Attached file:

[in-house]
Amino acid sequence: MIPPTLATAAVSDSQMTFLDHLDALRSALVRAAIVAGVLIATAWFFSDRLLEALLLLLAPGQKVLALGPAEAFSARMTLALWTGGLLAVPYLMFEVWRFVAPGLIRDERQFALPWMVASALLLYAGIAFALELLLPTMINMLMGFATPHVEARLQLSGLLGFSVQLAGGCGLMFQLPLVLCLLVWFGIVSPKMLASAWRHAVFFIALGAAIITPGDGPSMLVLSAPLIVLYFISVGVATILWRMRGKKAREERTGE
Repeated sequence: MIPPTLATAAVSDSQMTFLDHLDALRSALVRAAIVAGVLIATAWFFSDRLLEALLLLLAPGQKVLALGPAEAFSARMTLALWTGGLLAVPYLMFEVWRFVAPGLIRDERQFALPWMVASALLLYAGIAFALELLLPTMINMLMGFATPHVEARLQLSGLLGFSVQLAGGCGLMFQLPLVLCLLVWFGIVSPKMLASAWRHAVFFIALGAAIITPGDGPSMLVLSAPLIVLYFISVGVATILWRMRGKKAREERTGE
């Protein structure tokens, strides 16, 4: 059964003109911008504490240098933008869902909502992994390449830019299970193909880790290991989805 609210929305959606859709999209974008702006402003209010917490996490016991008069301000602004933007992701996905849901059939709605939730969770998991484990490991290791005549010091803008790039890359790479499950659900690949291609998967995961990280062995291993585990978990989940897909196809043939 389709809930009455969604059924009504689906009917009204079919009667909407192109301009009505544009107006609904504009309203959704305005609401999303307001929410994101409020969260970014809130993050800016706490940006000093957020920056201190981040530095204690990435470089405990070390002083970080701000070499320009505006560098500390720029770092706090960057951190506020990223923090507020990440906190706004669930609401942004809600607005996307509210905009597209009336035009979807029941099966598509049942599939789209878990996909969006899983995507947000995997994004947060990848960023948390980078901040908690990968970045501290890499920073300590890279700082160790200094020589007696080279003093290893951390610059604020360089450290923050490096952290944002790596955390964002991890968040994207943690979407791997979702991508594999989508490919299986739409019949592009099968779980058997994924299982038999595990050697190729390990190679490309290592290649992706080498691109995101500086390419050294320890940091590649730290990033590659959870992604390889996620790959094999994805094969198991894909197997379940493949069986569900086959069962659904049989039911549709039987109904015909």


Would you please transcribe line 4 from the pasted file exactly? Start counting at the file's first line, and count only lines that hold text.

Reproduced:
């Protein structure tokens, strides 16, 4: 059964003109911008504490240098933008869902909502992994390449830019299970193909880790290991989805 609210929305959606859709999209974008702006402003209010917490996490016991008069301000602004933007992701996905849901059939709605939730969770998991484990490991290791005549010091803008790039890359790479499950659900690949291609998967995961990280062995291993585990978990989940897909196809043939 389709809930009455969604059924009504689906009917009204079919009667909407192109301009009505544009107006609904504009309203959704305005609401999303307001929410994101409020969260970014809130993050800016706490940006000093957020920056201190981040530095204690990435470089405990070390002083970080701000070499320009505006560098500390720029770092706090960057951190506020990223923090507020990440906190706004669930609401942004809600607005996307509210905009597209009336035009979807029941099966598509049942599939789209878990996909969006899983995507947000995997994004947060990848960023948390980078901040908690990968970045501290890499920073300590890279700082160790200094020589007696080279003093290893951390610059604020360089450290923050490096952290944002790596955390964002991890968040994207943690979407791997979702991508594999989508490919299986739409019949592009099968779980058997994924299982038999595990050697190729390990190679490309290592290649992706080498691109995101500086390419050294320890940091590649730290990033590659959870992604390889996620790959094999994805094969198991894909197997379940493949069986569900086959069962659904049989039911549709039987109904015909």